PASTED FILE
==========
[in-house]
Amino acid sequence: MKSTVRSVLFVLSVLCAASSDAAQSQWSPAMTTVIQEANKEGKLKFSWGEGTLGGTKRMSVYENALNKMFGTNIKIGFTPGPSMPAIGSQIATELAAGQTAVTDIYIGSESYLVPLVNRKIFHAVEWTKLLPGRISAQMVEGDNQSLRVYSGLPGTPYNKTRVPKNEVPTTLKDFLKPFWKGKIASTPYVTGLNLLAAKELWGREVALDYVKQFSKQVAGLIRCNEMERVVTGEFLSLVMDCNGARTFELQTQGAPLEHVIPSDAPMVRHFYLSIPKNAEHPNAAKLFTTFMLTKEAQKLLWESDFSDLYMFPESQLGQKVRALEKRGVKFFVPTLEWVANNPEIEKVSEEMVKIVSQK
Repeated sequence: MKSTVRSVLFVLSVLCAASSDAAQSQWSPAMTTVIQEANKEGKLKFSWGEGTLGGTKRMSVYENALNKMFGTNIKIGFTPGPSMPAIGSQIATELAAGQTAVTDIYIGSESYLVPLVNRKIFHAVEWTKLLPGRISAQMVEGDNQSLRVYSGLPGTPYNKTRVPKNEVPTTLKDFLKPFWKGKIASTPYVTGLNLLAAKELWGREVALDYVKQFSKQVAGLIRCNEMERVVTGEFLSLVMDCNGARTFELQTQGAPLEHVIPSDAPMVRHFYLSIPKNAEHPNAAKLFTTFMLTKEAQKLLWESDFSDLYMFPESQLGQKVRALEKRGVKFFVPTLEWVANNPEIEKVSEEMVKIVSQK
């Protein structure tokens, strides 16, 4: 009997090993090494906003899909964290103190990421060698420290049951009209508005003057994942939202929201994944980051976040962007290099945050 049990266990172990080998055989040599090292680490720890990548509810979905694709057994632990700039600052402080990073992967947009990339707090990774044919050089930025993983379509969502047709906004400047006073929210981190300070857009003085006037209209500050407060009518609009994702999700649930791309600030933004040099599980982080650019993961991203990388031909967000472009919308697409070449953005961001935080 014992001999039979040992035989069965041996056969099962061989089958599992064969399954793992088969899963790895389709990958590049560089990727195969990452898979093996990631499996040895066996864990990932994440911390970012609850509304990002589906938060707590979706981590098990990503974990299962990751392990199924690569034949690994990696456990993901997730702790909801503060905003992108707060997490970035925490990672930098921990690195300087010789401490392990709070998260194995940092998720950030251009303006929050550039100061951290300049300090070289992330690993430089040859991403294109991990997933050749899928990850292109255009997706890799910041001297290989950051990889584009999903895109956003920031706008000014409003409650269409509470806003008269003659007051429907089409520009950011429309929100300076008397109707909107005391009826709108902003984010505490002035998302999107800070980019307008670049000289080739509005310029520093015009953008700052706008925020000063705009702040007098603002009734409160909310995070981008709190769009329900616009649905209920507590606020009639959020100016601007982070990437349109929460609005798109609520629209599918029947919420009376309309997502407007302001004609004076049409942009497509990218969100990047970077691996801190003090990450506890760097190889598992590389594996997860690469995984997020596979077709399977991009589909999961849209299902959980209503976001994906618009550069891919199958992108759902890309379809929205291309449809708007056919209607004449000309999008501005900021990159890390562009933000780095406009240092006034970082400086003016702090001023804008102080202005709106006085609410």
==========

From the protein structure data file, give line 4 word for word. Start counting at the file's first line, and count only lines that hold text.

């Protein structure tokens, strides 16, 4: 009997090993090494906003899909964290103190990421060698420290049951009209508005003057994942939202929201994944980051976040962007290099945050 049990266990172990080998055989040599090292680490720890990548509810979905694709057994632990700039600052402080990073992967947009990339707090990774044919050089930025993983379509969502047709906004400047006073929210981190300070857009003085006037209209500050407060009518609009994702999700649930791309600030933004040099599980982080650019993961991203990388031909967000472009919308697409070449953005961001935080 014992001999039979040992035989069965041996056969099962061989089958599992064969399954793992088969899963790895389709990958590049560089990727195969990452898979093996990631499996040895066996864990990932994440911390970012609850509304990002589906938060707590979706981590098990990503974990299962990751392990199924690569034949690994990696456990993901997730702790909801503060905003992108707060997490970035925490990672930098921990690195300087010789401490392990709070998260194995940092998720950030251009303006929050550039100061951290300049300090070289992330690993430089040859991403294109991990997933050749899928990850292109255009997706890799910041001297290989950051990889584009999903895109956003920031706008000014409003409650269409509470806003008269003659007051429907089409520009950011429309929100300076008397109707909107005391009826709108902003984010505490002035998302999107800070980019307008670049000289080739509005310029520093015009953008700052706008925020000063705009702040007098603002009734409160909310995070981008709190769009329900616009649905209920507590606020009639959020100016601007982070990437349109929460609005798109609520629209599918029947919420009376309309997502407007302001004609004076049409942009497509990218969100990047970077691996801190003090990450506890760097190889598992590389594996997860690469995984997020596979077709399977991009589909999961849209299902959980209503976001994906618009550069891919199958992108759902890309379809929205291309449809708007056919209607004449000309999008501005900021990159890390562009933000780095406009240092006034970082400086003016702090001023804008102080202005709106006085609410």